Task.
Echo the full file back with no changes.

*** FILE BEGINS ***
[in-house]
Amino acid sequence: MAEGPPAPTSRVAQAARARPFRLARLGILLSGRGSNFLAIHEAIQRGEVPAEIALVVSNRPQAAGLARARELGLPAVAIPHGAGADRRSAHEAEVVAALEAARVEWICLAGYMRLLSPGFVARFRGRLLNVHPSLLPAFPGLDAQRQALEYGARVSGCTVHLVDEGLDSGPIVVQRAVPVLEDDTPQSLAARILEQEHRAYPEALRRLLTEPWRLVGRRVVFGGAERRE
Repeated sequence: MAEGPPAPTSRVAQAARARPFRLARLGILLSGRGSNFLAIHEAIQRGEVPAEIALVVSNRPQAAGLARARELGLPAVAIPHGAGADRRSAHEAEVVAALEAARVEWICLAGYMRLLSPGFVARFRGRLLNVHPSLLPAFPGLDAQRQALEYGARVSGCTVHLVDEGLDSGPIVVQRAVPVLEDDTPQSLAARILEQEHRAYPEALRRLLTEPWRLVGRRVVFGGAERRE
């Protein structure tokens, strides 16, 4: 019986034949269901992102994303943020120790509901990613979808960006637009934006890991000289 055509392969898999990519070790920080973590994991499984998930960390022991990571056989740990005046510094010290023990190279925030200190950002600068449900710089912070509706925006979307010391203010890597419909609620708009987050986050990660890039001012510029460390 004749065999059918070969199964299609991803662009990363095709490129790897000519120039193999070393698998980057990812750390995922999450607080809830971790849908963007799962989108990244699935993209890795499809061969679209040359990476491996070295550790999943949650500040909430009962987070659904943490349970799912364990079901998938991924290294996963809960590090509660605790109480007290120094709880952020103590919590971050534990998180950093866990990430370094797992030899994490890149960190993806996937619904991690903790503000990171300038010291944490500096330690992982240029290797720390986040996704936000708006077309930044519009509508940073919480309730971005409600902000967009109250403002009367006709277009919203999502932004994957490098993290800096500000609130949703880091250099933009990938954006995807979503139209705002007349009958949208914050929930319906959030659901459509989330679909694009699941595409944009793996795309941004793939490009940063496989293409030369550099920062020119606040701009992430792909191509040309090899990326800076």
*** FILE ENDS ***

[in-house]
Amino acid sequence: MAEGPPAPTSRVAQAARARPFRLARLGILLSGRGSNFLAIHEAIQRGEVPAEIALVVSNRPQAAGLARARELGLPAVAIPHGAGADRRSAHEAEVVAALEAARVEWICLAGYMRLLSPGFVARFRGRLLNVHPSLLPAFPGLDAQRQALEYGARVSGCTVHLVDEGLDSGPIVVQRAVPVLEDDTPQSLAARILEQEHRAYPEALRRLLTEPWRLVGRRVVFGGAERRE
Repeated sequence: MAEGPPAPTSRVAQAARARPFRLARLGILLSGRGSNFLAIHEAIQRGEVPAEIALVVSNRPQAAGLARARELGLPAVAIPHGAGADRRSAHEAEVVAALEAARVEWICLAGYMRLLSPGFVARFRGRLLNVHPSLLPAFPGLDAQRQALEYGARVSGCTVHLVDEGLDSGPIVVQRAVPVLEDDTPQSLAARILEQEHRAYPEALRRLLTEPWRLVGRRVVFGGAERRE
């Protein structure tokens, strides 16, 4: 019986034949269901992102994303943020120790509901990613979808960006637009934006890991000289 055509392969898999990519070790920080973590994991499984998930960390022991990571056989740990005046510094010290023990190279925030200190950002600068449900710089912070509706925006979307010391203010890597419909609620708009987050986050990660890039001012510029460390 004749065999059918070969199964299609991803662009990363095709490129790897000519120039193999070393698998980057990812750390995922999450607080809830971790849908963007799962989108990244699935993209890795499809061969679209040359990476491996070295550790999943949650500040909430009962987070659904943490349970799912364990079901998938991924290294996963809960590090509660605790109480007290120094709880952020103590919590971050534990998180950093866990990430370094797992030899994490890149960190993806996937619904991690903790503000990171300038010291944490500096330690992982240029290797720390986040996704936000708006077309930044519009509508940073919480309730971005409600902000967009109250403002009367006709277009919203999502932004994957490098993290800096500000609130949703880091250099933009990938954006995807979503139209705002007349009958949208914050929930319906959030659901459509989330679909694009699941595409944009793996795309941004793939490009940063496989293409030369550099920062020119606040701009992430792909191509040309090899990326800076």